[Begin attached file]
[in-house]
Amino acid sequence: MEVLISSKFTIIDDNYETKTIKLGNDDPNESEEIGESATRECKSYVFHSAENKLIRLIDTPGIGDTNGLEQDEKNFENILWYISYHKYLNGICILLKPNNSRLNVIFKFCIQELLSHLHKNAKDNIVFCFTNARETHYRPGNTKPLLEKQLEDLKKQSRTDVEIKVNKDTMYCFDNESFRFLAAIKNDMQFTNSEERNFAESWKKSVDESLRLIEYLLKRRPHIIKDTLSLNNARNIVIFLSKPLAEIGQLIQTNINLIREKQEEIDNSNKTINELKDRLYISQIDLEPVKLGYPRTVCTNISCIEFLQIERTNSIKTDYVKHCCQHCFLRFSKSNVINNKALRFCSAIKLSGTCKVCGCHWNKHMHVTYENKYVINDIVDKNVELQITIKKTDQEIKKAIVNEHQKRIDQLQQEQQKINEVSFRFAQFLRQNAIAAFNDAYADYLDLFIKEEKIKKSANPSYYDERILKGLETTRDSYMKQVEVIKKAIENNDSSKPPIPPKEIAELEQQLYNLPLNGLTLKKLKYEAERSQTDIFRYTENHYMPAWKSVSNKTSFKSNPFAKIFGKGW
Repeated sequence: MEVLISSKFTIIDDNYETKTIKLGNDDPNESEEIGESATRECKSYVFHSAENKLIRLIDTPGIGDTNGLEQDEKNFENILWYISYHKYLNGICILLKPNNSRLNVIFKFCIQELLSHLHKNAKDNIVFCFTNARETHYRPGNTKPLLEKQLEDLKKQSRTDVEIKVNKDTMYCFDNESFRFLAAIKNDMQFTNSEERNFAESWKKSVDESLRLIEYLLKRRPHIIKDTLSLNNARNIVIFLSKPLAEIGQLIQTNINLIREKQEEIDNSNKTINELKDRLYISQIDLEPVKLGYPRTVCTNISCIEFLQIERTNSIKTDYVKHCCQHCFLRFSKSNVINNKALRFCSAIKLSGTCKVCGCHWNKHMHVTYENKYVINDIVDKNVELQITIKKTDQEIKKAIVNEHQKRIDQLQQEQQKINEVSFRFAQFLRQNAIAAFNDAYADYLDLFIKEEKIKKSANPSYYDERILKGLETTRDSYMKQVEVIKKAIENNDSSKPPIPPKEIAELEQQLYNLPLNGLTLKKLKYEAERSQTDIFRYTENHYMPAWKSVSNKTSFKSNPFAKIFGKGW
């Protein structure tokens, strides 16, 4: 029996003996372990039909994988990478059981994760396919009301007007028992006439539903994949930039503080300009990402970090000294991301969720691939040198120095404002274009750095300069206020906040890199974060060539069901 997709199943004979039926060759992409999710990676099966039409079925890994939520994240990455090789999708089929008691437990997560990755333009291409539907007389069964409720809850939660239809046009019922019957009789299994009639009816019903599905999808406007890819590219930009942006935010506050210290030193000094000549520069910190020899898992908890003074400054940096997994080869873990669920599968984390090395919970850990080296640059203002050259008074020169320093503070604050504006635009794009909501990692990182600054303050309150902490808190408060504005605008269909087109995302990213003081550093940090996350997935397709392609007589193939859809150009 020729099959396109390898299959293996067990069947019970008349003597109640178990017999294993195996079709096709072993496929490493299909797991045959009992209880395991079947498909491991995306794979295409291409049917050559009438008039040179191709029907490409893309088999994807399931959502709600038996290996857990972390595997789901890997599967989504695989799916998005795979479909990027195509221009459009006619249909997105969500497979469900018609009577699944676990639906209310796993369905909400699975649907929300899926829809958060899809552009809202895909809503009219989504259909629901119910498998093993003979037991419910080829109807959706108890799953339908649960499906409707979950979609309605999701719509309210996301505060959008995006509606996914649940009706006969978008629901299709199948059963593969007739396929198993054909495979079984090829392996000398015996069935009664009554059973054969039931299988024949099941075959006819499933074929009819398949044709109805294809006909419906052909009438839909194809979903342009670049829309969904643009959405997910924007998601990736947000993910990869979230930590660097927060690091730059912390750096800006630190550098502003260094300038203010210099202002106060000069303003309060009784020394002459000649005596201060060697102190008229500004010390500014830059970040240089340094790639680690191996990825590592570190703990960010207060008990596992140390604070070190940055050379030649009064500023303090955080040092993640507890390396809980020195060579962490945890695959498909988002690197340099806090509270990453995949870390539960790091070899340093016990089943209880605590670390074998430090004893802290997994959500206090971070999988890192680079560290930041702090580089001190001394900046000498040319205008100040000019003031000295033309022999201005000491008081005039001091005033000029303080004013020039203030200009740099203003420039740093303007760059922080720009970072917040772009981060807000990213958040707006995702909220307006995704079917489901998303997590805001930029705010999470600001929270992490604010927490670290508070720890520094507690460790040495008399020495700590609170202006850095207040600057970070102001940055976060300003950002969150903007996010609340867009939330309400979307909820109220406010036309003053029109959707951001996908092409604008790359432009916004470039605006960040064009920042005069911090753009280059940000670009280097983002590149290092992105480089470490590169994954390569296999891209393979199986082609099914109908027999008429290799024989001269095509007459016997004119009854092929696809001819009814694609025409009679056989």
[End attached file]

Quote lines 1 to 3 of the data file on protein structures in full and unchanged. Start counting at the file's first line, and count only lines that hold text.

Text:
[in-house]
Amino acid sequence: MEVLISSKFTIIDDNYETKTIKLGNDDPNESEEIGESATRECKSYVFHSAENKLIRLIDTPGIGDTNGLEQDEKNFENILWYISYHKYLNGICILLKPNNSRLNVIFKFCIQELLSHLHKNAKDNIVFCFTNARETHYRPGNTKPLLEKQLEDLKKQSRTDVEIKVNKDTMYCFDNESFRFLAAIKNDMQFTNSEERNFAESWKKSVDESLRLIEYLLKRRPHIIKDTLSLNNARNIVIFLSKPLAEIGQLIQTNINLIREKQEEIDNSNKTINELKDRLYISQIDLEPVKLGYPRTVCTNISCIEFLQIERTNSIKTDYVKHCCQHCFLRFSKSNVINNKALRFCSAIKLSGTCKVCGCHWNKHMHVTYENKYVINDIVDKNVELQITIKKTDQEIKKAIVNEHQKRIDQLQQEQQKINEVSFRFAQFLRQNAIAAFNDAYADYLDLFIKEEKIKKSANPSYYDERILKGLETTRDSYMKQVEVIKKAIENNDSSKPPIPPKEIAELEQQLYNLPLNGLTLKKLKYEAERSQTDIFRYTENHYMPAWKSVSNKTSFKSNPFAKIFGKGW
Repeated sequence: MEVLISSKFTIIDDNYETKTIKLGNDDPNESEEIGESATRECKSYVFHSAENKLIRLIDTPGIGDTNGLEQDEKNFENILWYISYHKYLNGICILLKPNNSRLNVIFKFCIQELLSHLHKNAKDNIVFCFTNARETHYRPGNTKPLLEKQLEDLKKQSRTDVEIKVNKDTMYCFDNESFRFLAAIKNDMQFTNSEERNFAESWKKSVDESLRLIEYLLKRRPHIIKDTLSLNNARNIVIFLSKPLAEIGQLIQTNINLIREKQEEIDNSNKTINELKDRLYISQIDLEPVKLGYPRTVCTNISCIEFLQIERTNSIKTDYVKHCCQHCFLRFSKSNVINNKALRFCSAIKLSGTCKVCGCHWNKHMHVTYENKYVINDIVDKNVELQITIKKTDQEIKKAIVNEHQKRIDQLQQEQQKINEVSFRFAQFLRQNAIAAFNDAYADYLDLFIKEEKIKKSANPSYYDERILKGLETTRDSYMKQVEVIKKAIENNDSSKPPIPPKEIAELEQQLYNLPLNGLTLKKLKYEAERSQTDIFRYTENHYMPAWKSVSNKTSFKSNPFAKIFGKGW